A stupendous success, says Stephen Donnelly:
Mandatory hotel quarantining has worked effectively Health Minister Stephen Donnelly says. He tells the Seanad that 4,616 people have entered hotel quarantine here, 178 tested positive for Covid-19 and 59 cases associated with variants of concern were detected.
— Mícheál Lehane (@MichealLehane) May 31, 2021
178 cases of Covid, out of 4,616 people detained. That works out at about three cases per day, for the duration of Mandatory Quarantine. Meanwhile, Ireland’s total case load has been about 400 or more per day for the duration of the Quarantine policy. Inward travel, in other words, has been responsible for less than 1% of detected cases.
In order to stop this 1% of cases, Ireland has adopted a policy which has crippled the aviation industry. Aviation, of course, is somewhat important, when you are an island nation.
But what about those variants of concern? Well, 59 out of the 178 were listed as “variants of concern”, but the problem is that of those 59, 47 cases were the B117 variant. The B117 variant is – wait for it – already the dominant strain of covid in Ireland. It was, you might recall, the variant responsible for the infamous “Christmas surge” when we all “lost the run of ourselves altogether”, or whatever.
Of course, to be fair, there is one argument in favour of Mandatory Quarantine which these numbers will not, and could not, possibly validate: That argument is that Quarantine deters travel. In other words, if you are a supporter of quarantine, you can say that without it, the total number of people coming into the country would be much higher, and therefore the total number of Covid cases coming into the country would be much higher, and therefore Quarantine has worked much better than the official figures might suggest.
The difficulty with that argument is that, as with most arguments for lockdowns and restrictions, it cannot be disproved. It is a lot like people saying “without lockdown we would have had ten thousand more deaths”. Without a time machine, and the ability to go back and change Government policy, we simply will never know. It is a claim people can make without any fear of being proven wrong.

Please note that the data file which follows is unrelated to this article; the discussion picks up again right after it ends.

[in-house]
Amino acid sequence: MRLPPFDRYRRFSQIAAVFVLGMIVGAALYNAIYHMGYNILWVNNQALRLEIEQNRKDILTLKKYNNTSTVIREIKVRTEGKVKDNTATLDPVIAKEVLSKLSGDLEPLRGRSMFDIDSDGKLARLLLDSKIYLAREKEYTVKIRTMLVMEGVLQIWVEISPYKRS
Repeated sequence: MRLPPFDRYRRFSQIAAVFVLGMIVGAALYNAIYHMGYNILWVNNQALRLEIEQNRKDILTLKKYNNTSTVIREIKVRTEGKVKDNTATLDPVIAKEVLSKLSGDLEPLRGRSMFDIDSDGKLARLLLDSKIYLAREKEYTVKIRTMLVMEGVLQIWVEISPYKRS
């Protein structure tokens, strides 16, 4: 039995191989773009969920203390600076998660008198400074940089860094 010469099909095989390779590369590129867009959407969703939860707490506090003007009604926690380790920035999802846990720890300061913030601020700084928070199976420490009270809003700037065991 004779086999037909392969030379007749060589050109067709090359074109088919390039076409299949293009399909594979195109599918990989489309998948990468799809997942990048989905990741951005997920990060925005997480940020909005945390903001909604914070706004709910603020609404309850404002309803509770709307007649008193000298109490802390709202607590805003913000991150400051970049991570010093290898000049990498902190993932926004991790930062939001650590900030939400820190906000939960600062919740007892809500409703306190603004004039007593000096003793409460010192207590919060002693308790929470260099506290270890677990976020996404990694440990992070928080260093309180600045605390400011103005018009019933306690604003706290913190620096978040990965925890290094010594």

The other difficulty is that although you can argue that the total number of covid cases entering the country might be higher without quarantine, it is very hard to argue that people with Covid would be disproportionately likely to come here without it. In other words, the fact that less than 1% of people coming in here tested positive would not be something you would expect to change, whether the total number of arrivals was 5,000 or 50,000. We would still expect, based on these numbers, a tiny number of people to test positive.
And, of course, none of this suggests that Mandatory Quarantine was proportionate. In other words: If you have the risk that 1% of people arriving to your country have Covid, is the smart thing really to lock everybody up for two weeks? We have already seen, time and again, the negative human consequences of this policy – people forbidden to visit dying fathers, and that sort of thing.
What is the massive difficulty, you wonder, with just requiring every entrant to Ireland to present the negative results of a PCR test taken in the past 24-48 hours? People who decline to do so, or who refuse to do so, can be quarantined if necessary. That’s a proportionate national security response. A very small number of covid-positive people might still make it through the net, because of contracting the infection after the test, but that is a small risk to take when the alternative, which we embraced, was to cripple an airline industry and imprison thousands of people without trial.
Anyway, it is too late now. The Government have already decided that Mandatory Quarantine was a massive success. All that it cost us was the goodwill of European Allies, and a devastating blow to our airline industry.
In typical Irish style, we can now expect it to be quietly wound down, over the coming months, victory having been declared.
Nobody will ever talk about how, on a cost benefit basis, it did not really work.